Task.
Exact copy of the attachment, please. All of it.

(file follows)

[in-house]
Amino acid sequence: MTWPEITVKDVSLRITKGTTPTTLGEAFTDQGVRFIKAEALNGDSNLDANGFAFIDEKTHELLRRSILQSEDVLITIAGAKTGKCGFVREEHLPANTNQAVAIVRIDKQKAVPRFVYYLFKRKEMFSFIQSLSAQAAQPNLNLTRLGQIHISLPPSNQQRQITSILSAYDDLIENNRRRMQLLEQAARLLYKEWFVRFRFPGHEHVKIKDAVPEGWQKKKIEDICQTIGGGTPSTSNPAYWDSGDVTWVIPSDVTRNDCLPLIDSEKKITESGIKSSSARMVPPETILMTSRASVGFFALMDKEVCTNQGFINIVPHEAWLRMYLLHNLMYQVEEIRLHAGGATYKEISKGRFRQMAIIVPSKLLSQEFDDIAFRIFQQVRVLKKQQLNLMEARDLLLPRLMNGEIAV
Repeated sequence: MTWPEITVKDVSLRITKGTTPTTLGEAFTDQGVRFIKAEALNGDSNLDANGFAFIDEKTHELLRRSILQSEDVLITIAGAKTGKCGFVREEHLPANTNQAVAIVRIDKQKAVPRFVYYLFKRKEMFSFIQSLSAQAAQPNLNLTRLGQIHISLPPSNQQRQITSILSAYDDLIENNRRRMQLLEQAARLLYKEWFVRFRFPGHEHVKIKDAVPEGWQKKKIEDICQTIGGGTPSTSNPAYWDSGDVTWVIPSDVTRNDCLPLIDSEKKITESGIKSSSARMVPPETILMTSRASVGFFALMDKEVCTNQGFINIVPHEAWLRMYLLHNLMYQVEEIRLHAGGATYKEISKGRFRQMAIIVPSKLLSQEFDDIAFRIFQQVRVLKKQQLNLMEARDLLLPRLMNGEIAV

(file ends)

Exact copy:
[in-house]
Amino acid sequence: MTWPEITVKDVSLRITKGTTPTTLGEAFTDQGVRFIKAEALNGDSNLDANGFAFIDEKTHELLRRSILQSEDVLITIAGAKTGKCGFVREEHLPANTNQAVAIVRIDKQKAVPRFVYYLFKRKEMFSFIQSLSAQAAQPNLNLTRLGQIHISLPPSNQQRQITSILSAYDDLIENNRRRMQLLEQAARLLYKEWFVRFRFPGHEHVKIKDAVPEGWQKKKIEDICQTIGGGTPSTSNPAYWDSGDVTWVIPSDVTRNDCLPLIDSEKKITESGIKSSSARMVPPETILMTSRASVGFFALMDKEVCTNQGFINIVPHEAWLRMYLLHNLMYQVEEIRLHAGGATYKEISKGRFRQMAIIVPSKLLSQEFDDIAFRIFQQVRVLKKQQLNLMEARDLLLPRLMNGEIAV
Repeated sequence: MTWPEITVKDVSLRITKGTTPTTLGEAFTDQGVRFIKAEALNGDSNLDANGFAFIDEKTHELLRRSILQSEDVLITIAGAKTGKCGFVREEHLPANTNQAVAIVRIDKQKAVPRFVYYLFKRKEMFSFIQSLSAQAAQPNLNLTRLGQIHISLPPSNQQRQITSILSAYDDLIENNRRRMQLLEQAARLLYKEWFVRFRFPGHEHVKIKDAVPEGWQKKKIEDICQTIGGGTPSTSNPAYWDSGDVTWVIPSDVTRNDCLPLIDSEKKITESGIKSSSARMVPPETILMTSRASVGFFALMDKEVCTNQGFINIVPHEAWLRMYLLHNLMYQVEEIRLHAGGATYKEISKGRFRQMAIIVPSKLLSQEFDDIAFRIFQQVRVLKKQQLNLMEARDLLLPRLMNGEIAV